Jared Scribbles

An awkward artist recording her progression in life.

Posts Tagged ‘music

Concert: Tallhart, Fake Problems, Kevin Devine, & Say Anything

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Today I just realized I never posted a blog about the last concerts few concerts that I went to with my friends Jenni and Martin at La Zona Rosa on March 30th to see Tallhart and Say Anything (and Warped Tour that I will post right after this). It’s been several months since we went yet it still feels like it just happened yesterday. I honestly thought I already wrote about it but there seems to be no traces of a draft of the post anywhere. I must of have dreamt of it.. trust me, it’s a common thing for me to do.

A few weeks before the concert, Tallhart had came to Austin with Eisley and performed at the Parish. I really wanted to go but I couldn’t find anyone that wanted to go with me (since I hate going downtown by myself at night) and the only person that was able to go with me had to go out of town that day. I was pretty bummed that I was going to miss Tallhart but then my friend Jenni told me that they were going to play with Say Anything at La Zona Rosa on March 30th. I knew I was going to have a lot of work to do that weekend but I decided to go ahead and go with her and Martin. Honestly, I’m glad I decided to go since I needed a break from racking my brain over finishing some artwork that was due the next few days at that time. We went in my car downtown but since I am the absolute worst parallel parker in the world, Jenni parked my car for me (but that’s beside the point).  We took a long time finding a parking since we refused to pay for parking when there was bound to be some free parking somewhere downtown. Luckily we were in an okay spot in the line before entering the venue. We were able to get into the center on the crowd to see the stage.

Tallhart went on first and I was unbelievably happy to see them, and honestly a little bit more than to see Say Anything. Before they started playing, the lead singer Matt came onto the stage first to tune his guitar. Behind us there were a group of guys that were saying a bunch of shit and asking “who the fuck” was this random guy talking to the crowd while tuning up. When he was done the rest of the band came out and Matt blew away their minds with his amazing (and absolutely stunning) voice. They played a few of songs from their first album they released as Marksmen and a few songs from their latest EP. They only played for about 30 minutes but I was still glad that I was able to see them at least once in my lifetime.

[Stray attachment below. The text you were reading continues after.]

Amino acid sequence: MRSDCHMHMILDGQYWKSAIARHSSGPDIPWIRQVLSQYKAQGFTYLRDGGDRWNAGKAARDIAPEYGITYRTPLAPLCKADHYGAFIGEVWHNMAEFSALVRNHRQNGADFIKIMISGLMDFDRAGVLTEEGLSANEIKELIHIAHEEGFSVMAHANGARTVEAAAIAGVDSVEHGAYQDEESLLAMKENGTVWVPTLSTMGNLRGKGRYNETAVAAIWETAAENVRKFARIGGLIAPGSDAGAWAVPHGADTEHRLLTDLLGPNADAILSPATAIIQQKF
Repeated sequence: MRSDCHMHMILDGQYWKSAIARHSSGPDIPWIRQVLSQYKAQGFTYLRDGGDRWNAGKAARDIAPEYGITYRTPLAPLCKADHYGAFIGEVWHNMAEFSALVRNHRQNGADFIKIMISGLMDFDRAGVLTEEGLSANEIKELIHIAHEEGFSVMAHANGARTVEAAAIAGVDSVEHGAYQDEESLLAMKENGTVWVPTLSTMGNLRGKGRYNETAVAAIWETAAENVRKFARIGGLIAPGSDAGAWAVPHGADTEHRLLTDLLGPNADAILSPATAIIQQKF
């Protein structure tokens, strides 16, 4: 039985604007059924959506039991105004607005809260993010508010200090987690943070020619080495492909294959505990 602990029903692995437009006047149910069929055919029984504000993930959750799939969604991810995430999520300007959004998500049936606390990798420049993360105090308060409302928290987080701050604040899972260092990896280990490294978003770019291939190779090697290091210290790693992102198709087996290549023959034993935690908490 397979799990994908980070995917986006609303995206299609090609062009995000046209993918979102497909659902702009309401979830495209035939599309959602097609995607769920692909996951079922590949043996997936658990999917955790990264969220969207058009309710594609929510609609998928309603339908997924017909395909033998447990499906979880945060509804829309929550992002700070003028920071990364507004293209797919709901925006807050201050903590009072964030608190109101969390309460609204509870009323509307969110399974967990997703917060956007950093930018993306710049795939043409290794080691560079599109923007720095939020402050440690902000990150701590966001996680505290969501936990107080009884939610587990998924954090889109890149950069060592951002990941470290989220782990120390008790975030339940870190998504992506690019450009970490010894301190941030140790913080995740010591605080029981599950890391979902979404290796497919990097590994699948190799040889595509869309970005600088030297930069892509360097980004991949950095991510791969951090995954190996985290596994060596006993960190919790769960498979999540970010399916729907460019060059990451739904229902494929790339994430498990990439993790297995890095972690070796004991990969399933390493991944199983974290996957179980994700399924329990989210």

After Tallhart finished, Fake Problems was next. None of us had heard of them before so we were trying to guess what kind of band where they and whether or not we were able to “rock out” to them. When the lead singer came out Martin and I were placing our bets on a beach boy kind of sound and in a way they ended up having a certain similarity though I am not sure if they were influenced by them in any way.

I didn’t get a good photo but one of the members pulled out one of their hidden talents and started juggling during one of their songs. He also had an awesome “Bill Nye the Science Guy” kind of style going on.

After them, Kevin Devine and the Goddamn Band played next. He seemed to have a non-tradition set up going on on the stage. Not sure as to why, but the drummer was placed on stage left rather than the usual center-stage position. One of the guitarist also had an interesting way of treating his guitar and the techniques he used (such as using a coffee can as a guitar pick). I actually liked their set and was surprised that I had never heard of him/them before that show.

Finally it was Say Anything’s turn. As soon as the band came out, the crowd decided to push forward and all of us got separated. I was pushed more to the center, Martin seemed to stay around the same place, and Jenni got to the very front. Throughout the concert I was pushed around the center area. Towards the end, I ended up in the second row in the middle. Even though I’m not a big of a fan of Say Anything compared to most people, I truly enjoy the energy and the dialog between the band and the crowd.